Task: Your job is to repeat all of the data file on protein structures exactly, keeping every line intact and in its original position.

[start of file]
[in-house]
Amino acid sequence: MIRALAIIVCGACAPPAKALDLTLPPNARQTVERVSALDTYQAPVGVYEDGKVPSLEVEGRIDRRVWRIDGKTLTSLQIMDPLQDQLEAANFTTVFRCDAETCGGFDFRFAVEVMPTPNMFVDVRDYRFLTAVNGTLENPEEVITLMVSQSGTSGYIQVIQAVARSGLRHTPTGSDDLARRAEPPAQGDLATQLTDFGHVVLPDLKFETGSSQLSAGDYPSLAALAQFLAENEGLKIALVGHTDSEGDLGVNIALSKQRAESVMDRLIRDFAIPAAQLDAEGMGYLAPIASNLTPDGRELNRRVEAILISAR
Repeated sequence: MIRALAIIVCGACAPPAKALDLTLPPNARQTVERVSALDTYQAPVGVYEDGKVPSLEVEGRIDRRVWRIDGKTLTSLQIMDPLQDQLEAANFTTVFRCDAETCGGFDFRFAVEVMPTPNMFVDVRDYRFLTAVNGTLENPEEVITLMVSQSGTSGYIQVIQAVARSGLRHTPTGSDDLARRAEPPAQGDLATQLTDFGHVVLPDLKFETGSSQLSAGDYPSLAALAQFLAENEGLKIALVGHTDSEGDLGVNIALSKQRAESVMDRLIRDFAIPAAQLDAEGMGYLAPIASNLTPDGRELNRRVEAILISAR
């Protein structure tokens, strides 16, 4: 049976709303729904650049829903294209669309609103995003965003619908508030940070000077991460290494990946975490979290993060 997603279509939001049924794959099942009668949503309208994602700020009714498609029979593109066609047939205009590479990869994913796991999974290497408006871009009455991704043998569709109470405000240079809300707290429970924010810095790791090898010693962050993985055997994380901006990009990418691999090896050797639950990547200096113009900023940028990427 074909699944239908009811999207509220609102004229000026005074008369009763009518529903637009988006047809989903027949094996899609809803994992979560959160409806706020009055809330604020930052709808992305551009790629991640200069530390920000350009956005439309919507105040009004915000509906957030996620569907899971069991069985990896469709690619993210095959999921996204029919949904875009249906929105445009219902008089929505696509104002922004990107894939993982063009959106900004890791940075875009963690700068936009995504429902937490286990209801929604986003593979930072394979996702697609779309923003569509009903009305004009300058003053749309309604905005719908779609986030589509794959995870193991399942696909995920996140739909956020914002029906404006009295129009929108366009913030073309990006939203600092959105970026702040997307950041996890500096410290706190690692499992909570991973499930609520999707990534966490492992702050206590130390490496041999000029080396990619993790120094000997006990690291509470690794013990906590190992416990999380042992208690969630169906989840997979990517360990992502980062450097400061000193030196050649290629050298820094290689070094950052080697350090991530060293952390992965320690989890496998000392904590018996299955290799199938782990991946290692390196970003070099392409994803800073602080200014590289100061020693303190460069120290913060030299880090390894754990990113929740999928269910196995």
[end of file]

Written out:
[in-house]
Amino acid sequence: MIRALAIIVCGACAPPAKALDLTLPPNARQTVERVSALDTYQAPVGVYEDGKVPSLEVEGRIDRRVWRIDGKTLTSLQIMDPLQDQLEAANFTTVFRCDAETCGGFDFRFAVEVMPTPNMFVDVRDYRFLTAVNGTLENPEEVITLMVSQSGTSGYIQVIQAVARSGLRHTPTGSDDLARRAEPPAQGDLATQLTDFGHVVLPDLKFETGSSQLSAGDYPSLAALAQFLAENEGLKIALVGHTDSEGDLGVNIALSKQRAESVMDRLIRDFAIPAAQLDAEGMGYLAPIASNLTPDGRELNRRVEAILISAR
Repeated sequence: MIRALAIIVCGACAPPAKALDLTLPPNARQTVERVSALDTYQAPVGVYEDGKVPSLEVEGRIDRRVWRIDGKTLTSLQIMDPLQDQLEAANFTTVFRCDAETCGGFDFRFAVEVMPTPNMFVDVRDYRFLTAVNGTLENPEEVITLMVSQSGTSGYIQVIQAVARSGLRHTPTGSDDLARRAEPPAQGDLATQLTDFGHVVLPDLKFETGSSQLSAGDYPSLAALAQFLAENEGLKIALVGHTDSEGDLGVNIALSKQRAESVMDRLIRDFAIPAAQLDAEGMGYLAPIASNLTPDGRELNRRVEAILISAR
């Protein structure tokens, strides 16, 4: 049976709303729904650049829903294209669309609103995003965003619908508030940070000077991460290494990946975490979290993060 997603279509939001049924794959099942009668949503309208994602700020009714498609029979593109066609047939205009590479990869994913796991999974290497408006871009009455991704043998569709109470405000240079809300707290429970924010810095790791090898010693962050993985055997994380901006990009990418691999090896050797639950990547200096113009900023940028990427 074909699944239908009811999207509220609102004229000026005074008369009763009518529903637009988006047809989903027949094996899609809803994992979560959160409806706020009055809330604020930052709808992305551009790629991640200069530390920000350009956005439309919507105040009004915000509906957030996620569907899971069991069985990896469709690619993210095959999921996204029919949904875009249906929105445009219902008089929505696509104002922004990107894939993982063009959106900004890791940075875009963690700068936009995504429902937490286990209801929604986003593979930072394979996702697609779309923003569509009903009305004009300058003053749309309604905005719908779609986030589509794959995870193991399942696909995920996140739909956020914002029906404006009295129009929108366009913030073309990006939203600092959105970026702040997307950041996890500096410290706190690692499992909570991973499930609520999707990534966490492992702050206590130390490496041999000029080396990619993790120094000997006990690291509470690794013990906590190992416990999380042992208690969630169906989840997979990517360990992502980062450097400061000193030196050649290629050298820094290689070094950052080697350090991530060293952390992965320690989890496998000392904590018996299955290799199938782990991946290692390196970003070099392409994803800073602080200014590289100061020693303190460069120290913060030299880090390894754990990113929740999928269910196995």